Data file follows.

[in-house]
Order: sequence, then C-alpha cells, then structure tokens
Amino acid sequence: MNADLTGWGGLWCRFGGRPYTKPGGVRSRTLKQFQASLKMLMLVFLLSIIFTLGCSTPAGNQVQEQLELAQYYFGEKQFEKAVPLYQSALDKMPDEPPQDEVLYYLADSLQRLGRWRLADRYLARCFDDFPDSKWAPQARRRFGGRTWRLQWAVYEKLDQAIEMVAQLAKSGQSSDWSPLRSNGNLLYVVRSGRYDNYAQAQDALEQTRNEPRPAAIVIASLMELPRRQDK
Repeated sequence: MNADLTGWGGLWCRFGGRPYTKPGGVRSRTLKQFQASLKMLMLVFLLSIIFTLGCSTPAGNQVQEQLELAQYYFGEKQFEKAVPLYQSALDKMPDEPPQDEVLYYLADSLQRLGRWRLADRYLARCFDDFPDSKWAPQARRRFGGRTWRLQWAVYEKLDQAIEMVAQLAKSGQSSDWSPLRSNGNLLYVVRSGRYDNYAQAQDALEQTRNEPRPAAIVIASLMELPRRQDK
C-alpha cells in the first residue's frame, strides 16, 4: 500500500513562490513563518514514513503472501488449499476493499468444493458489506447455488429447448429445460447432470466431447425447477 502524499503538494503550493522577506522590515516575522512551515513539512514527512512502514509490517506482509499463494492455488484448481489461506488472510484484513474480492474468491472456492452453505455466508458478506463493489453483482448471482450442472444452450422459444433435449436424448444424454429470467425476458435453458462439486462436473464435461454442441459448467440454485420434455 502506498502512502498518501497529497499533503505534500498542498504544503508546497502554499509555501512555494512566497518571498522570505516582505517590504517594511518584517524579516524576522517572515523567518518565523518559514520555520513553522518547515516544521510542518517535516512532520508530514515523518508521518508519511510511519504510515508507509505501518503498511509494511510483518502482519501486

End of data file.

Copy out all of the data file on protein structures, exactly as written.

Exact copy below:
[in-house]
Order: sequence, then C-alpha cells, then structure tokens
Amino acid sequence: MNADLTGWGGLWCRFGGRPYTKPGGVRSRTLKQFQASLKMLMLVFLLSIIFTLGCSTPAGNQVQEQLELAQYYFGEKQFEKAVPLYQSALDKMPDEPPQDEVLYYLADSLQRLGRWRLADRYLARCFDDFPDSKWAPQARRRFGGRTWRLQWAVYEKLDQAIEMVAQLAKSGQSSDWSPLRSNGNLLYVVRSGRYDNYAQAQDALEQTRNEPRPAAIVIASLMELPRRQDK
Repeated sequence: MNADLTGWGGLWCRFGGRPYTKPGGVRSRTLKQFQASLKMLMLVFLLSIIFTLGCSTPAGNQVQEQLELAQYYFGEKQFEKAVPLYQSALDKMPDEPPQDEVLYYLADSLQRLGRWRLADRYLARCFDDFPDSKWAPQARRRFGGRTWRLQWAVYEKLDQAIEMVAQLAKSGQSSDWSPLRSNGNLLYVVRSGRYDNYAQAQDALEQTRNEPRPAAIVIASLMELPRRQDK
C-alpha cells in the first residue's frame, strides 16, 4: 500500500513562490513563518514514513503472501488449499476493499468444493458489506447455488429447448429445460447432470466431447425447477 502524499503538494503550493522577506522590515516575522512551515513539512514527512512502514509490517506482509499463494492455488484448481489461506488472510484484513474480492474468491472456492452453505455466508458478506463493489453483482448471482450442472444452450422459444433435449436424448444424454429470467425476458435453458462439486462436473464435461454442441459448467440454485420434455 502506498502512502498518501497529497499533503505534500498542498504544503508546497502554499509555501512555494512566497518571498522570505516582505517590504517594511518584517524579516524576522517572515523567518518565523518559514520555520513553522518547515516544521510542518517535516512532520508530514515523518508521518508519511510511519504510515508507509505501518503498511509494511510483518502482519501486